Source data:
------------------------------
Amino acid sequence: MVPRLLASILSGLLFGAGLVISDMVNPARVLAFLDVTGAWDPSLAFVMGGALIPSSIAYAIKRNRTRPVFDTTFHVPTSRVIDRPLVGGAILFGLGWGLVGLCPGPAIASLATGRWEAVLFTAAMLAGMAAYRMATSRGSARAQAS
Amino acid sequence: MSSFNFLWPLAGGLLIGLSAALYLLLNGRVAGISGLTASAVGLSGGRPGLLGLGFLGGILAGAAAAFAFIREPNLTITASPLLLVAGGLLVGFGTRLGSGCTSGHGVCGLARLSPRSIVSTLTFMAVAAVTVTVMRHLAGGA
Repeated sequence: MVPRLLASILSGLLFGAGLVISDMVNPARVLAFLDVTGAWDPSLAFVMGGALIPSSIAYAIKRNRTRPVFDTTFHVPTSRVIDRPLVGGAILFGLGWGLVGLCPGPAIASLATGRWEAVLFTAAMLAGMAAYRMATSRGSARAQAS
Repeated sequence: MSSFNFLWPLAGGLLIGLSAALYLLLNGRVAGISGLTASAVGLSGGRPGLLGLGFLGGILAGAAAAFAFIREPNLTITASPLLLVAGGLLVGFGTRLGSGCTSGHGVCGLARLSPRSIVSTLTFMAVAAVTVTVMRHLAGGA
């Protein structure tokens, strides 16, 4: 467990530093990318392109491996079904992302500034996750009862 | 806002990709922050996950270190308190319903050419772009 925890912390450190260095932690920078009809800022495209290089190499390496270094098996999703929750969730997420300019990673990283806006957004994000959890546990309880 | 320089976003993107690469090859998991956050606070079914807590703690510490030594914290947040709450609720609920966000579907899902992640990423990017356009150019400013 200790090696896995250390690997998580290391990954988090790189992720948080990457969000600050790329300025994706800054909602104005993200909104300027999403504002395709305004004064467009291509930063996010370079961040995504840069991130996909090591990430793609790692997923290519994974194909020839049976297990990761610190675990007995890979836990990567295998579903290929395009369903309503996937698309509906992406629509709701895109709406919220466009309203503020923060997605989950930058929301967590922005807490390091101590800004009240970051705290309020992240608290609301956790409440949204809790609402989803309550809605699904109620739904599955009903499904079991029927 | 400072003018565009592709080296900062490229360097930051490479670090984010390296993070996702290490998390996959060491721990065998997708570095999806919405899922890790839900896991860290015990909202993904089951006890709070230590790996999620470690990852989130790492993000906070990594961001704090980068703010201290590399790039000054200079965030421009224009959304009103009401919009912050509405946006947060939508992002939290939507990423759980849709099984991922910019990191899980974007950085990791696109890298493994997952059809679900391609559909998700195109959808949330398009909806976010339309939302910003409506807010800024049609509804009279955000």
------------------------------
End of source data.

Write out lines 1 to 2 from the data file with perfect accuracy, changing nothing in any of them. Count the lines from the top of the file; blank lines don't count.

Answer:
Amino acid sequence: MVPRLLASILSGLLFGAGLVISDMVNPARVLAFLDVTGAWDPSLAFVMGGALIPSSIAYAIKRNRTRPVFDTTFHVPTSRVIDRPLVGGAILFGLGWGLVGLCPGPAIASLATGRWEAVLFTAAMLAGMAAYRMATSRGSARAQAS
Amino acid sequence: MSSFNFLWPLAGGLLIGLSAALYLLLNGRVAGISGLTASAVGLSGGRPGLLGLGFLGGILAGAAAAFAFIREPNLTITASPLLLVAGGLLVGFGTRLGSGCTSGHGVCGLARLSPRSIVSTLTFMAVAAVTVTVMRHLAGGA